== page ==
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Post Tomas reflections


Like many other Vincentians, Tomas’ assault on our homeland took me completely by surprise. I went to sleep after midnight on Friday, October 29, expecting nothing more than a weekend of heavy rains. Any thought of a hurricane was far from my mind. Something went wrong somewhere, although I am not sure what really went wrong. {{more}}I did not check the news or listen to the radio that afternoon/evening so I am not sure what announcements were made or not made. On Saturday morning I awoke to the startling news that a hurricane was roving nearby and was likely to hit St.Vincent. I drove into town about 8:30 in an effort to secure some bottled water and realised then that there were other persons not aware of the news that a hurricane was approaching the island. One woman was relaxing outside C.K Greaves Kingstown, with quite a lot of plantains for sale. Others had come to town prepared to undertake the weekly or daily sales of their produce. On the other hand, many who had heard the news were busy getting supplies. At the area of Cane Garden where I live, I only began to experience strong winds from about 2 pm. And even then I had the luxury of sitting in my porch looking at the trees dancing in the wind, and even eating a meal. A bit later, I was forced to move my chairs inside. All of this is to make the point that there was little preparation on my part.

I reflected a bit on our national hurricane plan and realised that I knew nothing about it. Of course, there are certain basic things I know that will apply to everyone wherever they lived. I am sure NEMO must have had programmes prior to the hurricane, spelling out elements of their hurricane plan, but I must confess to being ignorant about them. During the passage of Tomas, I listened to callers to the radio stations describing what was happening in their areas. I was in touch with persons outside of the country by email and texts and was aware that St.Lucia was getting a terrible lashing. In St.Vincent we have to consider ourselves extremely lucky. Apart from the fact that the hurricane was a level 1 category hurricane, we did not have the amount of rainfall that was expected. We suffered from winds more than anything else. This is not to deny the horrors of persons who had lost their roofs and whose belongings would have been exposed to the rains that came. I make the point, however, about the absence of really heavy rains because there was relatively little damage to infrastructure. St.Lucia on the other hand suffered from landslides with broken bridges, streets badly damaged and parts of the country being cut off from other areas.

As one would expect, there were two elements to the disaster. First would have been persons whose homes were damaged and destroyed and needed to have urgent attention. Then of major importance, too, would have been the damage to our agriculture, particularly to the banana industry. Bananas had before this been seriously challenged. What Tomas did was to further cripple the industry. While we can look at repairs to buildings as being of urgent necessity, it also has to be realised that some banana farmers who might not have had damaged homes depend largely on proceeds from their weekly sales to look after their affairs, including in many cases sending their children to school.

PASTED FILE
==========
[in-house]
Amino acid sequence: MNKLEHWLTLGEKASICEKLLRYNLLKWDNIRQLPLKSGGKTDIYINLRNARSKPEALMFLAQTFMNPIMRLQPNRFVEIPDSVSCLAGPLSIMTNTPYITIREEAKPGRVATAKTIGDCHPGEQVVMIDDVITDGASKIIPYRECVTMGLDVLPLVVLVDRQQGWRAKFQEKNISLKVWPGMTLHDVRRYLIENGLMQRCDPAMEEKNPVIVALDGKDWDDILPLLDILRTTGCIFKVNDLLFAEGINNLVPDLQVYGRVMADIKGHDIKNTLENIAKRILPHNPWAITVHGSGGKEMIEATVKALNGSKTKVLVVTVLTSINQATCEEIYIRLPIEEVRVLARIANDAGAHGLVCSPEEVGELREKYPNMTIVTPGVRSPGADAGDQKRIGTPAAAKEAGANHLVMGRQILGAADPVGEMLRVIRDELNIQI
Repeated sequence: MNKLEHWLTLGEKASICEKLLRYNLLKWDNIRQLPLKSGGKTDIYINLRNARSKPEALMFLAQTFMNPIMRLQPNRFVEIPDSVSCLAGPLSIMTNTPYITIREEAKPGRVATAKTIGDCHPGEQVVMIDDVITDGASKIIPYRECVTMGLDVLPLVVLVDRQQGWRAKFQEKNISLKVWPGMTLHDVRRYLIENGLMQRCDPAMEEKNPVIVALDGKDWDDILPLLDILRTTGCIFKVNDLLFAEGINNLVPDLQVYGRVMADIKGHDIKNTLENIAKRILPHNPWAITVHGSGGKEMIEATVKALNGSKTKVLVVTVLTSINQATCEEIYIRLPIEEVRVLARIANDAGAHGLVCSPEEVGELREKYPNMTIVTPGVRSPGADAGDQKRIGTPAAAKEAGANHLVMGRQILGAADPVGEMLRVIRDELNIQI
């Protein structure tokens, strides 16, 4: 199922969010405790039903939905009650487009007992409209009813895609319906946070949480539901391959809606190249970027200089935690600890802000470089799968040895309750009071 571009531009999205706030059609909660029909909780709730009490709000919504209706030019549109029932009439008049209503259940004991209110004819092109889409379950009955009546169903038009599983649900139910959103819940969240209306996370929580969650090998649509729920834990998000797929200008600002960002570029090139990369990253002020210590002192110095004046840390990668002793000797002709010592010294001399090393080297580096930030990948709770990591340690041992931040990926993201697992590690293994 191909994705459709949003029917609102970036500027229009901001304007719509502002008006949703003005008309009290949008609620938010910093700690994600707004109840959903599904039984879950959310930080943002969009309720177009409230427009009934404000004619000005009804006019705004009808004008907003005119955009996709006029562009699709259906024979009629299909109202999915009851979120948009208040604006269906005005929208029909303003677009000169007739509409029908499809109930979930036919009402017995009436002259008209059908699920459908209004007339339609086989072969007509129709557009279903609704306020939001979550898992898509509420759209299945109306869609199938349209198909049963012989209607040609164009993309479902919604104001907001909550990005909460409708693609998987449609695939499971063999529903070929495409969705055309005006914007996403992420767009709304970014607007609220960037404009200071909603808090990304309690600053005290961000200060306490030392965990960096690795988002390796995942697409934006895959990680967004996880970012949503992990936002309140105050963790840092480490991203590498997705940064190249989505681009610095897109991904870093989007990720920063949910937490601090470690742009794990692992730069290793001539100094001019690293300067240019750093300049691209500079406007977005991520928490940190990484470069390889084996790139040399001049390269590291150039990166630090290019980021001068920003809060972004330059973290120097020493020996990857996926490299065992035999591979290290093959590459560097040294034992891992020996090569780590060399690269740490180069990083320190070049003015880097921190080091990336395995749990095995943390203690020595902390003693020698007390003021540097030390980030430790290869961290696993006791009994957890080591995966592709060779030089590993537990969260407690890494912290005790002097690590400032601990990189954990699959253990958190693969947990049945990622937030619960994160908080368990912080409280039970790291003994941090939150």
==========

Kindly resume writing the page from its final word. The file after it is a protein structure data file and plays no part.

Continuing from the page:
I am worried about the many calls I have heard on radio suggesting the politicisation of the disaster. This is a serious matter because one thing that disasters do is to bring people together. We are in the midst of the silly season where many persons are fighting for their political survival. It would appear that in such situations anything goes. What is alarming is the fear that if a disaster cannot bring us together, but instead further divides us, then nothing else would be able to bring us together as a people, except perhaps a greater disaster which I am sure none of us wants. I have heard of persons from NEMO being sent on leave at this time during the hurricane season when all hands should be on board. If this is so, then clearly these people are dispensable and should not have been there in the first place. Vincentians should really show their revulsion to any efforts at restoration that are guided by naked politics regardless of the quarter from which they come.

The other issue that I want to return to is that of the hurricane plan. What has happened in St.Lucia where Soufriere was cut off and some areas could only be reached by water has reopened one of my concerns. Is our hurricane plan or rather disaster plan decentralised? This is extremely important because in the event that any area of our country is cut off from the rest of the country there must be people in the areas that are isolated who are aware of what needs to be done and who will have the means to do what needs to be done. Is there sufficiency in food? What of communication? Who are the supposed actors, hopefully not political ones!

So we have been affected though not as seriously as some of us had feared. This, of course, is with the exception of the banana industry on which people in different parts of the country depend significantly. No longer would some of us hold the stupid thought that we are somewhat specially blessed because we had for long been spared the effects of any major disaster. What we need to do is to begin to identify the lessons that have to be learnt if we are to cope with any major disaster. I have given up hope of any serious consideration of this matter at this time. But it is something that needs to be done. Another matter demanding serious consideration is one posed by Norman Girvan, “Are Caribbean Countries facing Existential Threats?” This I hope to comment on later.

Dr Adrian Fraser is a social commentator and historian.